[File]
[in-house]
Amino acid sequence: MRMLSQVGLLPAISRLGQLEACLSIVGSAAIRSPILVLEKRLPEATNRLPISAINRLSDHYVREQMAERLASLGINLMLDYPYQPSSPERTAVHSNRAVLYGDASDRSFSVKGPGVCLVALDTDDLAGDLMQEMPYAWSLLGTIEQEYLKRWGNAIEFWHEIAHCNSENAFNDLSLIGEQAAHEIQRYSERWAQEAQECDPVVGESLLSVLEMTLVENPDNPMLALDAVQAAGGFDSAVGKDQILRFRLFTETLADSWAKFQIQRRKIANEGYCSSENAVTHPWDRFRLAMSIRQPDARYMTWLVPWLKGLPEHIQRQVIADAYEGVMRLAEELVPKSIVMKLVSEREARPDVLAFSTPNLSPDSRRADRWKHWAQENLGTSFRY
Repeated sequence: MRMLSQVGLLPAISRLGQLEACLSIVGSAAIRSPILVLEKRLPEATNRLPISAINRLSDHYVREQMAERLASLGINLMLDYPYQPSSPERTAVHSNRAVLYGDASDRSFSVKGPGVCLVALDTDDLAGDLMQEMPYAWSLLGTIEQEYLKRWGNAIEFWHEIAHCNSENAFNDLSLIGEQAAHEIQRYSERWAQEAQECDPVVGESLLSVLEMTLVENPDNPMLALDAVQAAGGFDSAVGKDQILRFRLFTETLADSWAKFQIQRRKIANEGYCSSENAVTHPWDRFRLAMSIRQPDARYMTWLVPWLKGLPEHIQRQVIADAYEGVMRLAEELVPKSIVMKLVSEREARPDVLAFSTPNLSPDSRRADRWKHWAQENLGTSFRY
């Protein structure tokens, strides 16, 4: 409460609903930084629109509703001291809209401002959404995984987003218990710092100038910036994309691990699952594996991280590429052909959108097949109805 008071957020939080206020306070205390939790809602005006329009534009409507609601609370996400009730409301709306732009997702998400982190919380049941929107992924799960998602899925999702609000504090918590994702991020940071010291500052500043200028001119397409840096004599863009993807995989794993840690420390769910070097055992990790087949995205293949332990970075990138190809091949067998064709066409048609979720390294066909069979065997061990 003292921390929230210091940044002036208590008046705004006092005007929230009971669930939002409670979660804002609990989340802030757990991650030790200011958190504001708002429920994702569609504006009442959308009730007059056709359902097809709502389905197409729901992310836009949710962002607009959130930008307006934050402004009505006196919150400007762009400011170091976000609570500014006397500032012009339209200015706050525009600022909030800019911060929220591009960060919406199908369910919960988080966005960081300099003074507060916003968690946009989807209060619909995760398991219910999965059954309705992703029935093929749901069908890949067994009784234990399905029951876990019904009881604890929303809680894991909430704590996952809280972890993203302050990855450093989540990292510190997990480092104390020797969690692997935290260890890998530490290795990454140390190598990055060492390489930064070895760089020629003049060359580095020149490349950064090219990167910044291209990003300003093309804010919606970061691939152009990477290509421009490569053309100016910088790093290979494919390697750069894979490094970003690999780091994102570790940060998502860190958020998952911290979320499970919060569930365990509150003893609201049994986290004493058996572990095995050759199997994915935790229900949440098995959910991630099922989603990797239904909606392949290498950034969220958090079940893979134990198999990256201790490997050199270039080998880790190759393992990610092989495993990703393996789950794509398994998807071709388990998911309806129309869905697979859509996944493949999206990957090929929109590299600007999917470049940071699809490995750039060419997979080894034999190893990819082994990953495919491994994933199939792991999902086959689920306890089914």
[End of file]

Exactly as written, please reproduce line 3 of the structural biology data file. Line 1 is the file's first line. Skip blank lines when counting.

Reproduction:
Repeated sequence: MRMLSQVGLLPAISRLGQLEACLSIVGSAAIRSPILVLEKRLPEATNRLPISAINRLSDHYVREQMAERLASLGINLMLDYPYQPSSPERTAVHSNRAVLYGDASDRSFSVKGPGVCLVALDTDDLAGDLMQEMPYAWSLLGTIEQEYLKRWGNAIEFWHEIAHCNSENAFNDLSLIGEQAAHEIQRYSERWAQEAQECDPVVGESLLSVLEMTLVENPDNPMLALDAVQAAGGFDSAVGKDQILRFRLFTETLADSWAKFQIQRRKIANEGYCSSENAVTHPWDRFRLAMSIRQPDARYMTWLVPWLKGLPEHIQRQVIADAYEGVMRLAEELVPKSIVMKLVSEREARPDVLAFSTPNLSPDSRRADRWKHWAQENLGTSFRY